While Royalty Logic will have the opportunity to respond, the litigation process continues on the main portion of the appeal, as SoundExchange filed its intervenor’s brief the week before last, defending the decision of the Copyright Royalty Board.  In one notable departure, SoundExchange, while contending that the Board was correct in determining the minimum fees that would be required of webcasters, it said that, because of the agreement that it reached with certain webcasters that would cap minimum fees at $50,000  no matter how many channels a service might have (see our discussion of the agreement here), it asked that the Court remand that one limited matter back to the Board for adoption of the limitation on minimum fees so that it would apply to all webcasters and not just those who signed the agreement.  In all other respects, SoundExchange opposed the briefs of the webcasters.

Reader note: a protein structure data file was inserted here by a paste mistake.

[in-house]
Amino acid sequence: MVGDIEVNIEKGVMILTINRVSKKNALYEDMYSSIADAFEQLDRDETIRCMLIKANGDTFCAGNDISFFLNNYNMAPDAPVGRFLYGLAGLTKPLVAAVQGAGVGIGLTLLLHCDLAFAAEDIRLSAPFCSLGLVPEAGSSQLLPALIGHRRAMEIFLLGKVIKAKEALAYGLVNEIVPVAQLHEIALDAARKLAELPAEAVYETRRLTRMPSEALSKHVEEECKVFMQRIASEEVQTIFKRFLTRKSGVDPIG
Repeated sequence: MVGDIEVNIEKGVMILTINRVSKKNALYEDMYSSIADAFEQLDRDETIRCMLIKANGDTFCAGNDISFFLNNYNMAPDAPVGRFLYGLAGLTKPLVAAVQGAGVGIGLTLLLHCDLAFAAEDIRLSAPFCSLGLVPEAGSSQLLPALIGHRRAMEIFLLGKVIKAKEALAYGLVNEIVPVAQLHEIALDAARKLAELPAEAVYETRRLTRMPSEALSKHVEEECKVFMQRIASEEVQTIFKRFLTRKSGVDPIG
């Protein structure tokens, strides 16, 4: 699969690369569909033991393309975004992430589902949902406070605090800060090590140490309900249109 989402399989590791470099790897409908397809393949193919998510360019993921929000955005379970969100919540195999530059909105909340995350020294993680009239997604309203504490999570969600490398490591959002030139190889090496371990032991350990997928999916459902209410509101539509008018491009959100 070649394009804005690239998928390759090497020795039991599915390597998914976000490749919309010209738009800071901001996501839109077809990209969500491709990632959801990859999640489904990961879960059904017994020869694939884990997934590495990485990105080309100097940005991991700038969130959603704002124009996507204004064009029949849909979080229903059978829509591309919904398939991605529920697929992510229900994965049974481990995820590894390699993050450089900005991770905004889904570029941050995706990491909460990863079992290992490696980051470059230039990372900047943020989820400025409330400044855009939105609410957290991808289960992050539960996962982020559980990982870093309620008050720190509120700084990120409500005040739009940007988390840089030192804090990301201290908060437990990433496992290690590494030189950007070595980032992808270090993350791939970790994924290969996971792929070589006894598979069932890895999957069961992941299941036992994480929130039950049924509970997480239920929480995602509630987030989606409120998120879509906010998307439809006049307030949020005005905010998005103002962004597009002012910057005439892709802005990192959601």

Continue Reading Yes We Do Exist – Claims Copyright Royalty Board